by Stephanie Drahan, National Women’s Law Center Obama’s take on the proposed regulation to expand religious restrictions was clear – “We need to restore integrity to our public health programs, not create backdoor efforts to weaken them. I am committed to ensuring that the health and reproductive rights of women are protected.” But now, here we are three years later, and under President Obama, we are still having a very similar fight. In August, we secured a huge victory when a set of preventive health services were adopted by the Department of Health and Human Services (HHS) to be covered by all new health insurance plans without co-payments included contraception. But even then, we were disappointed by the inclusion of an exemption for certain religious employers. Our supporters helped us send nearly 15,000 messages to HHS expressing our opposition to the refusal language included in this groundbreaking rule. But religious institutions are pressuring, President to expand the refusal language to exclude a broader range of instituions. Before Thanksgiving, we gathered nearly 10,000 messages from our supporters opposing both the original exemption and any expansion of it. But that may not be enough! We need to continue to keep the pressure on. Please make sure your friends, family, peers, and colleagues know that the President is under pressure to the refusal language and that women may lose the coverage they gained this summer and encourage them to get involved. You can call the White House directly 1-888-534-5471 to register your opposition or send the President an email. If the current language is expanded, more than a million women may lose coverage for birth control that we fought so hard for. We can’t let that happen. Tell President Obama that all women need access to affordable birth control! To learn more about why denying contraceptives harms women, check out our factsheet. Cross-posted with the National Women’s Law Center Part of the #HERvotes blog carnival.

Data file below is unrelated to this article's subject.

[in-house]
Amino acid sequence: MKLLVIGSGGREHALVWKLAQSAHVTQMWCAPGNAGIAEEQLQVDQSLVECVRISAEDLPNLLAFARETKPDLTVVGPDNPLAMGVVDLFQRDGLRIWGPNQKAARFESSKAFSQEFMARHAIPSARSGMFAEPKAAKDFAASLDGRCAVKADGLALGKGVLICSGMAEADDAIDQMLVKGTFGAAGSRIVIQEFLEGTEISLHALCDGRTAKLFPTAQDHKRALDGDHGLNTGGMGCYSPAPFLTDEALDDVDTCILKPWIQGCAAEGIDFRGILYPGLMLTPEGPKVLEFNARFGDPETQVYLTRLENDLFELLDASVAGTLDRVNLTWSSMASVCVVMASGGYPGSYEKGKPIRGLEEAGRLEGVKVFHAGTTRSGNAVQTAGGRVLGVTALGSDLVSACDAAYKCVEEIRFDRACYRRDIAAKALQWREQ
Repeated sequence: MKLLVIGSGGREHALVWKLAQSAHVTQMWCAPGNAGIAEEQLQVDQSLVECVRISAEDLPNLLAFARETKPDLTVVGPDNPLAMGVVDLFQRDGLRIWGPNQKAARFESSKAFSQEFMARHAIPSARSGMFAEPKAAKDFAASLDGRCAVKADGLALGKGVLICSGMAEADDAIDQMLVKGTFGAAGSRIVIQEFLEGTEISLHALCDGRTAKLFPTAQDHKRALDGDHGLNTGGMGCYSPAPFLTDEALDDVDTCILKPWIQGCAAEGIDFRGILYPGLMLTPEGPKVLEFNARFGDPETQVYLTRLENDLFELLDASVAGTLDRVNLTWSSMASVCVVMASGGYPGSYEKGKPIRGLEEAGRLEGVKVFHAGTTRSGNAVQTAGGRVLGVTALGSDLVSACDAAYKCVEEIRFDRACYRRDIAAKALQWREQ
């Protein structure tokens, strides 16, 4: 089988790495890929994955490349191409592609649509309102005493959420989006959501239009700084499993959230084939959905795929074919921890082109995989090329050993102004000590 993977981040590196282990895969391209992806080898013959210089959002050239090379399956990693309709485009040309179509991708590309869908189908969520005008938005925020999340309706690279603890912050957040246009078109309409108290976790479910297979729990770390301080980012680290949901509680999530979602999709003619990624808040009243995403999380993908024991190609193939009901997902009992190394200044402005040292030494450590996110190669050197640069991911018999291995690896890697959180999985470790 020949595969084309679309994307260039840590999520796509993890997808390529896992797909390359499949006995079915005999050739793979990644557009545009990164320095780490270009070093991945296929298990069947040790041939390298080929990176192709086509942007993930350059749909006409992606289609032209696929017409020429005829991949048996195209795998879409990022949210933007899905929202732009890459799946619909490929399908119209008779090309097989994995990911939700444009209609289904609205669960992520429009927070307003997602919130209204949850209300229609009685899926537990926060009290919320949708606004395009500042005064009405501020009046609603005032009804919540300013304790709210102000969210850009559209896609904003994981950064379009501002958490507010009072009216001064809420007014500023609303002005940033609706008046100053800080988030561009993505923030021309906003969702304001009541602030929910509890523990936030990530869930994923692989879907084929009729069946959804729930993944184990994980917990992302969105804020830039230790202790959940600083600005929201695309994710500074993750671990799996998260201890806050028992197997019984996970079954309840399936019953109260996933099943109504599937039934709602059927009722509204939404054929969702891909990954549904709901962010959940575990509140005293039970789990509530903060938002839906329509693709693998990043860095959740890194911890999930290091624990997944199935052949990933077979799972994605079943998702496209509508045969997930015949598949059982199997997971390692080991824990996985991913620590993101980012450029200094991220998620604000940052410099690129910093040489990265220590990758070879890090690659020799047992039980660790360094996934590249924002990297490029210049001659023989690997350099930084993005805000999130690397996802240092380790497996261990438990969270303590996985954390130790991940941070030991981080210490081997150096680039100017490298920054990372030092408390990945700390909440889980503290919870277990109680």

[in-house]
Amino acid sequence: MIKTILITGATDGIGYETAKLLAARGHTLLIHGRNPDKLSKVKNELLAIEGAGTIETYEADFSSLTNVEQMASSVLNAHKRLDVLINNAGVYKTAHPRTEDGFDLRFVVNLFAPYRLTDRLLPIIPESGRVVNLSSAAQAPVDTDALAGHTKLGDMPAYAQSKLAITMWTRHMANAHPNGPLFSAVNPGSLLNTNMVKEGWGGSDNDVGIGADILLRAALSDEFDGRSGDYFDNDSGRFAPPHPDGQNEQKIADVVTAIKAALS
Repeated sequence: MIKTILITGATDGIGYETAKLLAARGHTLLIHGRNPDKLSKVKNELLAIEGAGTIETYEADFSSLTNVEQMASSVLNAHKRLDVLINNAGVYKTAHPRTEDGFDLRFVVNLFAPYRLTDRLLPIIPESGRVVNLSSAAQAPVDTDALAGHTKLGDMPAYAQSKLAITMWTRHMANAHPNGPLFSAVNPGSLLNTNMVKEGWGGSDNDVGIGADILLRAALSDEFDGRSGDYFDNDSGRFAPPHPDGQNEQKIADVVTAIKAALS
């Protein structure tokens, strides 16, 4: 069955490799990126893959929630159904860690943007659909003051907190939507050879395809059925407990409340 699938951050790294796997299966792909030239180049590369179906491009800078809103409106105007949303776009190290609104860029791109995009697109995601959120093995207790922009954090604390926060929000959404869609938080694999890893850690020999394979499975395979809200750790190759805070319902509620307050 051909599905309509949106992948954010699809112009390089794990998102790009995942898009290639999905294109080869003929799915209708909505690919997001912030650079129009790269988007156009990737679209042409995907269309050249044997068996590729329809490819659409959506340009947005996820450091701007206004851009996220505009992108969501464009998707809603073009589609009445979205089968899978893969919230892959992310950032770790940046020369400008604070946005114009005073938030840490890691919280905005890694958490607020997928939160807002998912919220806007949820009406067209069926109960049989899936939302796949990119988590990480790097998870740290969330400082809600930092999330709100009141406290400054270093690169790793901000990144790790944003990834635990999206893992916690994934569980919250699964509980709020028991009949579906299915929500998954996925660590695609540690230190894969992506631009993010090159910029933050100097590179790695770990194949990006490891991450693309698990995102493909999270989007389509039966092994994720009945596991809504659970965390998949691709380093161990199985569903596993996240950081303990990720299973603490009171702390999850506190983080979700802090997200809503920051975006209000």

Sad Reality: New President, Same Fight
November 30, 2011 by | Leave a Comment